Highlights of Federal and State Activity Impacting the Restaurant Industry
Tip Credit: The Department of Labor reissued a 2009 Opinion Letter that provides the restaurant industry with a clear definition of “related” and “unrelated” work regarding the availability of the tip-credit. The letter rescinds an Obama Administration policy that made the tip credit unavailable for tipped employees who spend more than 20% of their time performing allegedly non-tip generating duties. The 20% limitation, contained in an internal DOL Field Operations Handbook, spawned numerous lawsuits, claiming servers spent too much time performing allegedly non-tipped work. Counsel summary is here.
* In January 2019, the U.S. District Court for the Western District of Missouri decided in a lawsuit brought against a restaurant franchisee that the new standard issued in the opinion letter did not merit adoption. A final determination will likely be made in subsequent litigation. A summary is here.
* In February 2019, the Department of Labor issued an update to the Wage and Hour Division’s Field Operations Handbook formalizing the one-job interpretation of the rules governing tip credit use. It specified that tips can be counted toward servers’ pay for duties “performed contemporaneously with direct customer-service duties or for a reasonable time immediately before or after performing such direct-service duties.”
Depreciation: An oversight in the Tax Cuts and Jobs Act of 2017 requires qualified improvement property (QIP) and leasehold improvements to depreciate over 39-years instead of the intended 15-years, and also makes improvements on items like kitchen equipment or furnishings ineligible for bonus depreciation. Efforts on a QIP fix are underway. A summary is here.
*In March 2019, Senators Pat Toomey (R-PA) and Doug Jones (D-AL) introduced S. 803, the "Restoring Investments in Improvements Act. " The Tax Foundation issued a summary of the measure.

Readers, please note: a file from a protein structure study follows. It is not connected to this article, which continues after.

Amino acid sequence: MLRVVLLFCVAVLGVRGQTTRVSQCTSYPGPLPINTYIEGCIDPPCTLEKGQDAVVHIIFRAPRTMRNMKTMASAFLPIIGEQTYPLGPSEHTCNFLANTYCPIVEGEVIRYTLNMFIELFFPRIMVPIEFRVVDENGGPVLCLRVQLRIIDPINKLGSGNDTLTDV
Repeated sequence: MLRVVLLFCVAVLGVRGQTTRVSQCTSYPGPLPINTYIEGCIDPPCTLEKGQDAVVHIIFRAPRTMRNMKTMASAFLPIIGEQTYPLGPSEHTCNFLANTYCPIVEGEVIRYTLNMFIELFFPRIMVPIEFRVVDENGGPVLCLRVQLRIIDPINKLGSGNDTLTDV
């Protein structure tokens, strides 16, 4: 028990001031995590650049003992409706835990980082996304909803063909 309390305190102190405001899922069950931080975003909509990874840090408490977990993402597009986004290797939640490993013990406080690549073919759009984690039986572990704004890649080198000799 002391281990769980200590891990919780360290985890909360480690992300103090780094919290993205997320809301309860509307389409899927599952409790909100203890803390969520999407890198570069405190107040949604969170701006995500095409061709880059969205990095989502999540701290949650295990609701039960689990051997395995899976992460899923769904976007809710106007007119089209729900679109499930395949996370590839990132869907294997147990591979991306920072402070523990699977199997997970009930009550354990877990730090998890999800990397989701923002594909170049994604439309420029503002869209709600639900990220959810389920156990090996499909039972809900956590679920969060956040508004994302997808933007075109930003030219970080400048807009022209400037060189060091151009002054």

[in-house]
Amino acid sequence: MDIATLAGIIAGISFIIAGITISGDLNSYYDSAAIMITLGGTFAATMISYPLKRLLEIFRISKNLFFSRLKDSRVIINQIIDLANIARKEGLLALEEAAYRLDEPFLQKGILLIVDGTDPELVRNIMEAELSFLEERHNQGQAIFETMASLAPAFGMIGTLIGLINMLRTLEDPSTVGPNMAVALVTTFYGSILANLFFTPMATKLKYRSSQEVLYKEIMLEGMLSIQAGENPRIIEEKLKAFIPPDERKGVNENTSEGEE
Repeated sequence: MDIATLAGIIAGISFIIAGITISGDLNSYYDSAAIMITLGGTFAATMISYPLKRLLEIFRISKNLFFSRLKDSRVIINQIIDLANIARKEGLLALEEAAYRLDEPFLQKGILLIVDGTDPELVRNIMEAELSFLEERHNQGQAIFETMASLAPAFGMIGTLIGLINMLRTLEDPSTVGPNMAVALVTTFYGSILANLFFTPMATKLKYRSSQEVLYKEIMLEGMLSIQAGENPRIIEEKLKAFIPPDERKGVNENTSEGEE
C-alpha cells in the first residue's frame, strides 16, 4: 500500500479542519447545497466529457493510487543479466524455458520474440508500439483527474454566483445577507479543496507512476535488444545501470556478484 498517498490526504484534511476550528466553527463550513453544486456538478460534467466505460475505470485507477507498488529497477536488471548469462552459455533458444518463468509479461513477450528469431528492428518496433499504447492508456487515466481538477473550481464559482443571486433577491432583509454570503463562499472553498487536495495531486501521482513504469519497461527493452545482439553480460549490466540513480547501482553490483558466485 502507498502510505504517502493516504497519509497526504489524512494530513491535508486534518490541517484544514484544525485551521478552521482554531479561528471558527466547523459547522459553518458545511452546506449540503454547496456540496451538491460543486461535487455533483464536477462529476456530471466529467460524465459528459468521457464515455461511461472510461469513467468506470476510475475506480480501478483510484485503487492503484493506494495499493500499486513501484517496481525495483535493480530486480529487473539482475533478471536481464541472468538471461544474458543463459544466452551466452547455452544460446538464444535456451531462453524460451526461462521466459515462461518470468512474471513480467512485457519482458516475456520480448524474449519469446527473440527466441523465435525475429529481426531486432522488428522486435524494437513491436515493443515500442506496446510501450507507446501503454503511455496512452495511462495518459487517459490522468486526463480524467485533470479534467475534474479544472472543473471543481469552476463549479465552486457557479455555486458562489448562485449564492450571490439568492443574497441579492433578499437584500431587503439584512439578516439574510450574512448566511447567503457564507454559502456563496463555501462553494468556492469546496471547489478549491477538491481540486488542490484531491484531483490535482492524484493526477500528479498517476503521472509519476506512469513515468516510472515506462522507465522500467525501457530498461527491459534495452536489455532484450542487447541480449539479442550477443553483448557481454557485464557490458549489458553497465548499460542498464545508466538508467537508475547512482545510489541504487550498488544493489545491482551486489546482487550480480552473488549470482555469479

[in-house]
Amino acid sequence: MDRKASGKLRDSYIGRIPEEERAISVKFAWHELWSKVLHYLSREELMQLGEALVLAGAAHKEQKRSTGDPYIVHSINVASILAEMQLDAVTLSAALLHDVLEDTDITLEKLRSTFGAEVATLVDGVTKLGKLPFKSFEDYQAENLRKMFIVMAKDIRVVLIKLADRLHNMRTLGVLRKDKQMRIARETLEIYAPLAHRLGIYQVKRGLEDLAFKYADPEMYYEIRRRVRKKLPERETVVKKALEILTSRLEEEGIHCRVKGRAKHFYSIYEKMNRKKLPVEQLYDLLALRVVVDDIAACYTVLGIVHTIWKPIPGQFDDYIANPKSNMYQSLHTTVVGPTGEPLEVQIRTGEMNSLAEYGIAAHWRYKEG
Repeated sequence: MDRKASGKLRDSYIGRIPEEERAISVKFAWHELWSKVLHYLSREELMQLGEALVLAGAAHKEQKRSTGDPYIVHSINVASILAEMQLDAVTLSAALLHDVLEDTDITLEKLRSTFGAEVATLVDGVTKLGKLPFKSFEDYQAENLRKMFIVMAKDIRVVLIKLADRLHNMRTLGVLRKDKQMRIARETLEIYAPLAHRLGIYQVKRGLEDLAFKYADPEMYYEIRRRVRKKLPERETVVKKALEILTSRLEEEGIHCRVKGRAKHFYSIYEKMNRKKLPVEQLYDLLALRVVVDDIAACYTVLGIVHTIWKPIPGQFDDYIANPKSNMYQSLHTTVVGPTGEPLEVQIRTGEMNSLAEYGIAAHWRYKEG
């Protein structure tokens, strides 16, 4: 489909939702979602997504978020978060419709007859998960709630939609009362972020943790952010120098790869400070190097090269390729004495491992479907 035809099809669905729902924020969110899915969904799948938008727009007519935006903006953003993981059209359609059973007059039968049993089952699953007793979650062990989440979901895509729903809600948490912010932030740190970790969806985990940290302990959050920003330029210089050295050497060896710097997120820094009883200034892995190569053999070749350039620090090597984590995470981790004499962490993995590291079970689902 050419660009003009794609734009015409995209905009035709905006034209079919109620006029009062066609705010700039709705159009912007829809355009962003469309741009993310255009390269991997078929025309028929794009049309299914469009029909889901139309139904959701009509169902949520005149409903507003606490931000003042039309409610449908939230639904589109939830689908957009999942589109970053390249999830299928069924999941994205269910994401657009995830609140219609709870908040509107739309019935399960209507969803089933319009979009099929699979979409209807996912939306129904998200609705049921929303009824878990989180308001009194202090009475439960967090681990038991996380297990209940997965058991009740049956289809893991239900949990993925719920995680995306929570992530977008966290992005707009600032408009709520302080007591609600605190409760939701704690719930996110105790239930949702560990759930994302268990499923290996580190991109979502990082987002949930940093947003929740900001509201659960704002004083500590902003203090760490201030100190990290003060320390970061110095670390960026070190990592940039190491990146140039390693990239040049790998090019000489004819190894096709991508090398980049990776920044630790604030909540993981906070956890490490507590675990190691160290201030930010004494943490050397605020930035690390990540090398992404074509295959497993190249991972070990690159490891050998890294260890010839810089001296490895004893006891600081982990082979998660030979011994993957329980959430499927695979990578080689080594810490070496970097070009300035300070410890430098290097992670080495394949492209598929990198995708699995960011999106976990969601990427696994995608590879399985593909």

Joint Employer: The National Labor Relations Board’s (NLRB) 2015 Browning-Ferris Industries (BFI) decision created of a new “joint employer” liability standard, making any business that exercises indirect, potential, or even reserved control over the practices of another business and its employees a joint employer. This standard could make franchisors responsible for actions of franchisees or companies responsible for actions of contractors. In September, 2018, the NLRB issued a notice of proposed rulemaking (NPRM). The proposed rule would return the standard to the direct and immediate control standard that was in place prior to the Board's Browning Ferris decision. A summary is here.
Plastic Straw Bans: California became the first state to enact a state-wide ban on single use plastic straws. The law, which went into effect Jan. 1 2019, applies only to full-service, dine-in restaurants, not fast-food establishments or other businesses. It sets a fine of $25 per day for restaurants that violate the rule, with the total not to exceed $300 annually.
Cashless Payments: Effective immediately, New Jersey has become the second state to prohibit businesses from refusing to accept cash as payment. A news report is here. Massachusets has a 1978 pro-cash measure on the books. Philadelphia, PA is the first city to ban cashless payments as the only transaction option in stores. Starting July 1, 2019, restaurants in the city can not refuse to accept cash as payment. The law also prevents businesses from demanding surcharges on customers who pay with cash. Penalties include up to a $2,000 fine. A news report is here. Similar measures are under consideration in New York.